Scientists find brain disorder associated with Zika in adults
A team of scientists in Brazil have said that they have found a new new brain disorder associated with Zikavirusin adults.
The team detected an autoimmune syndrome called acute disseminated encephalomyelitis that attacks a person's brain and spinal cord. The dangerous zika virus is already linked to autoimmune disorder Guillain-Barre syndrome that cause temporary paralysis. The new discovery shows that the Zika may provoke an immune attack on the central nervous system and adds to the increasing concerns over neurological damage associated with the virus.
Dr. Maria Lucia Brito, a neurologist at Restoration Hospital in Recife, Brazil, said in a statement, said, "Though our study is small, it may provide evidence that in this case, the virus has different effects on the brain than those identified in current studies." The acute disseminated encephalomyelitis or ADEM usually happens after an infection and causes swelling in the brain and spinal cord that damages myelin, which is protective coating surrounding nerve fibers. The condition results in weakness, numbness and loss of balance and vision.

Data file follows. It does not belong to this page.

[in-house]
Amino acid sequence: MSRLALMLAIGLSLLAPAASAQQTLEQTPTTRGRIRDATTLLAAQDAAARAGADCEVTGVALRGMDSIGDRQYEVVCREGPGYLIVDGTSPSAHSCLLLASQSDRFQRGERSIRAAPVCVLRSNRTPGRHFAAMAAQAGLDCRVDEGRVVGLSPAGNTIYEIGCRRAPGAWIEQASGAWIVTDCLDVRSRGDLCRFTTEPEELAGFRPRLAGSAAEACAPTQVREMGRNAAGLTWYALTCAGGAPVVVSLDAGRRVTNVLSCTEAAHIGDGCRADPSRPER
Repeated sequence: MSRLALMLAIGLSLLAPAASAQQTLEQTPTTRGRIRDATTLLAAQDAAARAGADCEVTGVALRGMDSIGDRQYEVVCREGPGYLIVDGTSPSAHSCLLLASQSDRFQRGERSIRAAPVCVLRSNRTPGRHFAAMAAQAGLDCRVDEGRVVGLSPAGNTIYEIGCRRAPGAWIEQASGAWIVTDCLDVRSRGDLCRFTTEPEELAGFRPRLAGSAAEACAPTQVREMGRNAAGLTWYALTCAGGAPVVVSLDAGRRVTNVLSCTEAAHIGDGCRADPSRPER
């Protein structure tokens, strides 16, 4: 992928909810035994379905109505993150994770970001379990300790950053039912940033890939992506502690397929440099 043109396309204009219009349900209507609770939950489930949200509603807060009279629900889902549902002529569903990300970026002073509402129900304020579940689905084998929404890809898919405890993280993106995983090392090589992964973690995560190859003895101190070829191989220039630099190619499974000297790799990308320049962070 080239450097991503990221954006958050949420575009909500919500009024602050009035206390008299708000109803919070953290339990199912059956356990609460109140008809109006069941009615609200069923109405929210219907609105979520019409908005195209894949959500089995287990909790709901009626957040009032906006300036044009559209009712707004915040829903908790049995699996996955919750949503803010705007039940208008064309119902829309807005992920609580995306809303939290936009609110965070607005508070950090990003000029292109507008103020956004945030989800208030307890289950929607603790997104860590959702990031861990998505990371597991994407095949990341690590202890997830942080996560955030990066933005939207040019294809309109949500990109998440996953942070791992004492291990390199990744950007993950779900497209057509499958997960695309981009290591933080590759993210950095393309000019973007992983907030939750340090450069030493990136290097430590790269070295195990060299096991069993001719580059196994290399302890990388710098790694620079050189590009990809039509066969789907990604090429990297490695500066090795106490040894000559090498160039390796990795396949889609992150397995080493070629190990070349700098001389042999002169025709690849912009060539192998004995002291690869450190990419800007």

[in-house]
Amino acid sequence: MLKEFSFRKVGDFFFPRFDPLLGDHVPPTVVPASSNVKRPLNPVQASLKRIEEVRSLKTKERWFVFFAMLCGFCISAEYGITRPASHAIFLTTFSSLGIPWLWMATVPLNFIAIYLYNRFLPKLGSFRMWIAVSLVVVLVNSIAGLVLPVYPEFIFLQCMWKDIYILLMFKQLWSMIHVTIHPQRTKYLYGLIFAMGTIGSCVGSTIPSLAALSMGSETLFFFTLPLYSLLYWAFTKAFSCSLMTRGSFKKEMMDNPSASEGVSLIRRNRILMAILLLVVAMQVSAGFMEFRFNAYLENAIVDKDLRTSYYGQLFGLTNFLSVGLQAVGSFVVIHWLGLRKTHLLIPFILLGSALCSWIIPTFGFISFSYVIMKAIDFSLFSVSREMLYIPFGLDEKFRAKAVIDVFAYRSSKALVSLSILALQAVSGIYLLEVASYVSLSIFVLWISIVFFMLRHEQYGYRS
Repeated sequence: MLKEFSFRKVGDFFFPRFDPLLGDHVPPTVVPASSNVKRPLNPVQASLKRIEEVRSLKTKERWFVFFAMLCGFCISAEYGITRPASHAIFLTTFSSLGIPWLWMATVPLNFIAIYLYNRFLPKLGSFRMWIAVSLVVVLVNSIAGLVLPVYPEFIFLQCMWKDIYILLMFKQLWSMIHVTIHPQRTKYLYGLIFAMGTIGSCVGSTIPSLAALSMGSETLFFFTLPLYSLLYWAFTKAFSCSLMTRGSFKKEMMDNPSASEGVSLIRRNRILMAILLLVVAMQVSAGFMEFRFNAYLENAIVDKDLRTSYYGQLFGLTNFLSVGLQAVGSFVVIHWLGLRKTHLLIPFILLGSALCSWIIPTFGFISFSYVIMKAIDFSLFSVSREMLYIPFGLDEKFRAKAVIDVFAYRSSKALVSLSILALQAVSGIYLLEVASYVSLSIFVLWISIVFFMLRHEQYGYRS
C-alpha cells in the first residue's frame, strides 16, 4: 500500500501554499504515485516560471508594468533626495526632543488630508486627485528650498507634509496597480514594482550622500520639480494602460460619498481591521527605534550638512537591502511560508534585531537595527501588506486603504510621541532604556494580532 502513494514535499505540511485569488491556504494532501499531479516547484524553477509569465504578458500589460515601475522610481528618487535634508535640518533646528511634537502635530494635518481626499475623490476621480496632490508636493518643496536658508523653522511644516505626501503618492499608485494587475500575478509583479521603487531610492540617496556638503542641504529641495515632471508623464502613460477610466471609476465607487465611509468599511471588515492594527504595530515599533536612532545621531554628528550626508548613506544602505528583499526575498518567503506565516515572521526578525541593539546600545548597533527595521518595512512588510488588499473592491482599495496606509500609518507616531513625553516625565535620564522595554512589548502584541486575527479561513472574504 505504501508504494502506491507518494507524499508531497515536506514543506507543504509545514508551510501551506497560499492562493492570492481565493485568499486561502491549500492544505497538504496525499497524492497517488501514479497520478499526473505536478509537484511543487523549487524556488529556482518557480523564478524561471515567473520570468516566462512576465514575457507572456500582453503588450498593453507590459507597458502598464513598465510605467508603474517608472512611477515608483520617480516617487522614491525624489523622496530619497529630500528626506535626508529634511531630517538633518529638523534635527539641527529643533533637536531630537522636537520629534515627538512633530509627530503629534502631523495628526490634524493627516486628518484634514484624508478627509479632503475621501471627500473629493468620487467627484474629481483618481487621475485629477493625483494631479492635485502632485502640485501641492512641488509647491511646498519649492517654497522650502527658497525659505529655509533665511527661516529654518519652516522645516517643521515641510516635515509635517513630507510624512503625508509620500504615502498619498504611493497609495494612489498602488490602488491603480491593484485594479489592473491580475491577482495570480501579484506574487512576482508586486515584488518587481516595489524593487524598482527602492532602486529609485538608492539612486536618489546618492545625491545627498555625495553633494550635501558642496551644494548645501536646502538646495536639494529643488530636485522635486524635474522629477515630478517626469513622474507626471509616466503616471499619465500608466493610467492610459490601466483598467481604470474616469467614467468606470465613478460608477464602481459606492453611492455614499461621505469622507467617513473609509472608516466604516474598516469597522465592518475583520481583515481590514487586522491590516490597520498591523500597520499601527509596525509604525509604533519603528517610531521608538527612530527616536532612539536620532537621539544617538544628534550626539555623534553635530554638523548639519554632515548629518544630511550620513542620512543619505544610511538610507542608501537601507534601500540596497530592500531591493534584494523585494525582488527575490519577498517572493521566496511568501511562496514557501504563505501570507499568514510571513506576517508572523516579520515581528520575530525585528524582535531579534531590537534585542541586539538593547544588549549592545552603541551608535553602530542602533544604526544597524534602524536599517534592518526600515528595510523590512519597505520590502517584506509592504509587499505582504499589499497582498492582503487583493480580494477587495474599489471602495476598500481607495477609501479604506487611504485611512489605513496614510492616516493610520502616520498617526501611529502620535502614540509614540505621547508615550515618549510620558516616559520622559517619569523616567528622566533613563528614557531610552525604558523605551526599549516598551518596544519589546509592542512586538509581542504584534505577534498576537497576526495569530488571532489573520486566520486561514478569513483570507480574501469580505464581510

The World Health Organisation has said that there is understanding that the virus cause the birth defect microcephaly besides Guillain-Barre but added that concrete evidence might come after several months or even years. The birth defect microcephaly results in unusually small heads for new born babies and results in developmental problems of the child.
Health authorities in Brazil have said that they have confirmed more than 940 cases related to Zika infections in the mothers and is investigating 4,300 additional suspected cases of microcephaly. Some researchers are stating that the virus is causing some patients to get encephalitis and myelitis.
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